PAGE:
The problem with behaviorism

There are better ways to work with behaviorally challenging children

The “solution” recommended for schools and school systems where there are issues with student disruption and out of control behaviors is consistently “positive behavior intervention and supports.” In this document I will provide the history of positive behavior intervention and supports, the approach chosen by the national technical assistance center (PBIS.org), and the harm and contribution that approach is making to the disproportionate discipline rates for children with disabilities.

Positive behavior interventions and supports has held a unique place in special education law since Congress amended the Individuals with Disabilities Education Act (IDEA) in 1997. 

The U. S. Department of Education first referenced the term “positive behavioral interventions and supports” (PBIS) in 1996, and the term is currently used in the Individuals with Disabilities Education Act (IDEA) (e.g., sections 601(c)(5)(F), 611(e)(2)(C)(iii), 614(d)(3)(B)(i), 662(b)(2)(A)(v), and 665).

The Department of Education indicated further that PBIS does not “mean any specific program or curriculum.”

This emphasis on using functional assessment and positive approaches to encourage good behavior remains in the current version of the law as amended in 2004.  IDEA requires:

  • The Individualized Educational Plan (IEP) team to consider the use of Positive Behavioral Interventions and Supports for any student whose behavior impedes his or her learning or the learning of others (20 U.S.C. §1414(d)(3)(B)(i)).
  •  A functional behavioral assessment when a child who does not have a behavior intervention plan is removed from his or her current placement for more than 10 school days (e.g. suspension) for behavior that turns out to be a manifestation of the child’s disability (20 U.S.C. §1415(k)(1)(F)(i)).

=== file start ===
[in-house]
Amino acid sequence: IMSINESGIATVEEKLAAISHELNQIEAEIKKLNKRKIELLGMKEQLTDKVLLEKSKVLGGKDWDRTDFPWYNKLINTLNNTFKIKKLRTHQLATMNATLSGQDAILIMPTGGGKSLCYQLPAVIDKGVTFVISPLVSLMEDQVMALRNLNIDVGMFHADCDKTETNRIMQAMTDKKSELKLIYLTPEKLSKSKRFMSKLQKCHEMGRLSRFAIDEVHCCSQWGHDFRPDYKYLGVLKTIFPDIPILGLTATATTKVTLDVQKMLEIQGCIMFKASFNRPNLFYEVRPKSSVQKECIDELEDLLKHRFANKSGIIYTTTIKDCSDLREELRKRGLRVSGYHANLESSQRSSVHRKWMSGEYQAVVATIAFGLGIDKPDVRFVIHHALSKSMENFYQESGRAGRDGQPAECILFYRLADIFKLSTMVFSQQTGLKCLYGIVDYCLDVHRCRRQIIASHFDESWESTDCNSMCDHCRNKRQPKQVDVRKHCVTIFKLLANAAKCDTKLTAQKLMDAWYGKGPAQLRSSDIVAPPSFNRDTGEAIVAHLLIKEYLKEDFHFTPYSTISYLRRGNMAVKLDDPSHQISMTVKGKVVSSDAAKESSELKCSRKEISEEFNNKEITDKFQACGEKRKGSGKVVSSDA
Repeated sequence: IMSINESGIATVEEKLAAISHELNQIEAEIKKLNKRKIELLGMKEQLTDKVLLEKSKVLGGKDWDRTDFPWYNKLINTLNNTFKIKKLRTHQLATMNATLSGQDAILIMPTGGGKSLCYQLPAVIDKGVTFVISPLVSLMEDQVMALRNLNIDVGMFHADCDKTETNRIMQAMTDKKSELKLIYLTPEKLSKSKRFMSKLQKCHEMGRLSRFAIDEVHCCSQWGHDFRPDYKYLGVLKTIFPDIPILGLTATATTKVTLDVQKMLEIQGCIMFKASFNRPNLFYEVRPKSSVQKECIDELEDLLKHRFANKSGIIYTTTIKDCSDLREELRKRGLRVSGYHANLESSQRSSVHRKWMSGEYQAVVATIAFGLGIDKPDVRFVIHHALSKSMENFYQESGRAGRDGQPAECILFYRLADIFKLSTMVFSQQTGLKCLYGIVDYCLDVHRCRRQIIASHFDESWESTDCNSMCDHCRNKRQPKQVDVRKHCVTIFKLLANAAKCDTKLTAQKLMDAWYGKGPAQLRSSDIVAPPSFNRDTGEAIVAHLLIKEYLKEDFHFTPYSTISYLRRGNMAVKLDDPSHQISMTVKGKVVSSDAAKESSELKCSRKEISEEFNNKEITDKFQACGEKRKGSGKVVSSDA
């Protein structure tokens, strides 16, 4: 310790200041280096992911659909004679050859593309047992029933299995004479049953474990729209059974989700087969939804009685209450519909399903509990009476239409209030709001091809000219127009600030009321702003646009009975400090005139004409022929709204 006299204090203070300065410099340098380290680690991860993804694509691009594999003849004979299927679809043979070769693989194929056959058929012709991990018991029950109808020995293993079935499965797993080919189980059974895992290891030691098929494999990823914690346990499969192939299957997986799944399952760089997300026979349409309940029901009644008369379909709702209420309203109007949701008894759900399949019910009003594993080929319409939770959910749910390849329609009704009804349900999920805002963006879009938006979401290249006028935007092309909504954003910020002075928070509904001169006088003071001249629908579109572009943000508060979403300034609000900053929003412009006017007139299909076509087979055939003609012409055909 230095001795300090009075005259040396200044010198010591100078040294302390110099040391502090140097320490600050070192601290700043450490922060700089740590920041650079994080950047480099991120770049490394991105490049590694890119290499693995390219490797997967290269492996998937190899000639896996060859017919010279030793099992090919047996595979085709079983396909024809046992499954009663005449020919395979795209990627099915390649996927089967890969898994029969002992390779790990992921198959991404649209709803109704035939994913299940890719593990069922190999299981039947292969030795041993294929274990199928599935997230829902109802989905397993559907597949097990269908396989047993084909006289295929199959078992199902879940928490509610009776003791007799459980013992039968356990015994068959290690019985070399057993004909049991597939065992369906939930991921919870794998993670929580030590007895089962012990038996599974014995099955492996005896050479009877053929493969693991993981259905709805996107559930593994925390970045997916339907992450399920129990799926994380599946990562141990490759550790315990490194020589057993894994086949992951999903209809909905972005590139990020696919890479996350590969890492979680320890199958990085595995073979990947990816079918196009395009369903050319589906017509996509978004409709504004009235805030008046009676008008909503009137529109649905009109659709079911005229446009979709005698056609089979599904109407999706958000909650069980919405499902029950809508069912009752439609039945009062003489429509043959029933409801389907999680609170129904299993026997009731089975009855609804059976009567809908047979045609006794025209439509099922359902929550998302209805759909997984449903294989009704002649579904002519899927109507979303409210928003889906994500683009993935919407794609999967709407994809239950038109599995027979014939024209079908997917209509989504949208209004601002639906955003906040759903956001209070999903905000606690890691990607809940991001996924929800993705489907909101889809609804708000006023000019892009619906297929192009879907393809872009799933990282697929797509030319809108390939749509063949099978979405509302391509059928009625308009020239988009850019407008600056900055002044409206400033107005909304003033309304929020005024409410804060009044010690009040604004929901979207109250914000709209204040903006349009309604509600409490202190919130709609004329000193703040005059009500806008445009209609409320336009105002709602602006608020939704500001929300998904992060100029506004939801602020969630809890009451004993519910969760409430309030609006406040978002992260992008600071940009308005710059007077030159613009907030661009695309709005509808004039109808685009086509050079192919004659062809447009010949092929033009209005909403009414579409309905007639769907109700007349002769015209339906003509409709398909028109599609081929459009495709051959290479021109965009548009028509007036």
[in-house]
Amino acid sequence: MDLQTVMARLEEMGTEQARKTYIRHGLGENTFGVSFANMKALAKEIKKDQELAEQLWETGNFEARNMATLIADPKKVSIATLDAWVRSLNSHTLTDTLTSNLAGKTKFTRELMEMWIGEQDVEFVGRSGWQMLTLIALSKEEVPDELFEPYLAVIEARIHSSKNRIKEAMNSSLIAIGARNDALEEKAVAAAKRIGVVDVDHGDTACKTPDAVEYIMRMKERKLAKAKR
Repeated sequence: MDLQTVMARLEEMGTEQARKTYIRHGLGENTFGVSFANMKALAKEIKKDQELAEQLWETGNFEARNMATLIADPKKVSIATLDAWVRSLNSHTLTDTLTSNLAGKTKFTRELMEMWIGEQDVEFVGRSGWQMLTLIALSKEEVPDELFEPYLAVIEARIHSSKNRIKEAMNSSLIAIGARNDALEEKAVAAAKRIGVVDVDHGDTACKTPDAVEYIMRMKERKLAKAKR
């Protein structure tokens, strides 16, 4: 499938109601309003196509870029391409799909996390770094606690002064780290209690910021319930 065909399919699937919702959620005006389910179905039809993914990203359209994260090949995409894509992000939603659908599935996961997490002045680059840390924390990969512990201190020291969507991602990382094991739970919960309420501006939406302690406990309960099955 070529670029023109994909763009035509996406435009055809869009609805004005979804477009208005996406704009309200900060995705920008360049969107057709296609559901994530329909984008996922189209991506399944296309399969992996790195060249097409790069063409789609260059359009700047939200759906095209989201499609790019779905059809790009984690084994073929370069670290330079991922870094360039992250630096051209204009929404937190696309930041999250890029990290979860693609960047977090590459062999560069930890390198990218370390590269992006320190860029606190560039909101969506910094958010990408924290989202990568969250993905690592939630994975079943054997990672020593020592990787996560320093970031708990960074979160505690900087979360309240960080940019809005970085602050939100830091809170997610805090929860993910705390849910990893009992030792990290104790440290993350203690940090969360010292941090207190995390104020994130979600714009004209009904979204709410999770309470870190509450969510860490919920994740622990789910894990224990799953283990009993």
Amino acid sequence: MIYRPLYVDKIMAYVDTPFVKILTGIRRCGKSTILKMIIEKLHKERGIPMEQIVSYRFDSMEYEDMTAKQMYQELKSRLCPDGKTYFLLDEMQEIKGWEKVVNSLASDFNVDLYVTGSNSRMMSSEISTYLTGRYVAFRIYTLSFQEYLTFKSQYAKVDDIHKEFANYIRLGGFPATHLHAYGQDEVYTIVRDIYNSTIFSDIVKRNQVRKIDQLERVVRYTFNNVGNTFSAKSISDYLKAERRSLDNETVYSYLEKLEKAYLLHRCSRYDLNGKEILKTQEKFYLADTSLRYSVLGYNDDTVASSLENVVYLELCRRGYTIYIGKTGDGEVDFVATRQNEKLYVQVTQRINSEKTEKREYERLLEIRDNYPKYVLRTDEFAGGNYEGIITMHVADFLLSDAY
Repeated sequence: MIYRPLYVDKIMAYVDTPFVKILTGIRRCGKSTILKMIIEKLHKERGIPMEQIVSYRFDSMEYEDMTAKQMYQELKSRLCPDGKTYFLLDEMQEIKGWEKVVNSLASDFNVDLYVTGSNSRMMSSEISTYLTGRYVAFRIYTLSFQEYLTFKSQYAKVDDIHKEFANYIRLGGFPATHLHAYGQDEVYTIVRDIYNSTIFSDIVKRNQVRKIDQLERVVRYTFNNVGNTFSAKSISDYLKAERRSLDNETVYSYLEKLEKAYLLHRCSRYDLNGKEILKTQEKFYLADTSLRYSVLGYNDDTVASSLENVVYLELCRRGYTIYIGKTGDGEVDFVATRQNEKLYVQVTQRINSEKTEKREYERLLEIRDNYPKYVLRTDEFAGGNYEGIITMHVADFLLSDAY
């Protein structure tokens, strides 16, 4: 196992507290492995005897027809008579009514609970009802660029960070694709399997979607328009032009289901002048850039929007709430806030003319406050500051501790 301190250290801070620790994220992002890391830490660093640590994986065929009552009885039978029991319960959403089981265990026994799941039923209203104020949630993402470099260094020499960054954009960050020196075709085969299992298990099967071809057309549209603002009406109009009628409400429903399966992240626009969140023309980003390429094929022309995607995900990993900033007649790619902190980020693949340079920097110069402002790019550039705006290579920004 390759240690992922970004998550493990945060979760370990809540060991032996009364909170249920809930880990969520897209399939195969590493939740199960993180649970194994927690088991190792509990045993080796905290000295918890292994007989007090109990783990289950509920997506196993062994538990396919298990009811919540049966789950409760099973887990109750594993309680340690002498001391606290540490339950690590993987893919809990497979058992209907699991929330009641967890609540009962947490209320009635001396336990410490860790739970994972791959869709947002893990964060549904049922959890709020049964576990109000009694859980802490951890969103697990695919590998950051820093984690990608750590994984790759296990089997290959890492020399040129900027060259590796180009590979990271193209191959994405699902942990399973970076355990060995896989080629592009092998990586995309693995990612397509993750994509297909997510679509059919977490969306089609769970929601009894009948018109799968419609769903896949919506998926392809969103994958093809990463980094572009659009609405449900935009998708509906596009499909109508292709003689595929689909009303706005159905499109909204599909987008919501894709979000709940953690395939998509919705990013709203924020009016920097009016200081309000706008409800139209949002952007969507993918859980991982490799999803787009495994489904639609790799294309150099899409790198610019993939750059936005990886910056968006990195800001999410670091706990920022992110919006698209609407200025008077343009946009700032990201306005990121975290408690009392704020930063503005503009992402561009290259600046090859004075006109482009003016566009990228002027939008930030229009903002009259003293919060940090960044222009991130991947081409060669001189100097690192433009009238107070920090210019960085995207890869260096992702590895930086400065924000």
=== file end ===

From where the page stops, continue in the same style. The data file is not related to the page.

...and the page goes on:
•  A functional behavioral assessment, when appropriate, to address any behavior that results in a long-term removal (20 U.S.C. §1415(k)(1)(D)).

The Positive Behavior Intervention & Supports (PBIS) OSEP Technical Assistance Center was established in 1997 to deliver direct and indirect technical assistance and implementation support to local and state education agencies across the United States and territories.  According to the “Brief Introduction” dated June 29, 2018, “PBIS implementation involves explicitly prompting, modeling, practicing, and encouraging positive expected social skills across settings and individuals.”

The Brief goes on to explain “When students are taught to effectively use relevant expected social skills for themselves and with others, school climates are described as more positive, learning environments are designated as safer and student-educator relationships are referred to as more trusting and respectful.  This document indicates that students and educators have improved perceptions of organization health and school safety and school climate when PBIS is implemented over time. The authors are clear that PBIS is not an intervention or practice, but rather a framework for selection and use of proven practices.  According to the Brief, the PBIS framework is visible in all 50 states and has been used since the 1980’s.  The PBIS Center and it’s national network support 26,316 schools.

Issue One:

The evidence of long-term effectiveness is not available.  On the contrary, after 22 years, our country’s schools continue to struggle with restraints, seclusion, suspensions and expulsions.  In some cases, these statistics are increasing, even in schools where PBIS is in place.  (The PBIS.org website cites the effectiveness of the PBIS framework and lists many references.  However, a look at the references reveals that most are not recent, are limited in scope, and do not reflect research about long term outcomes of implementation of PBIS).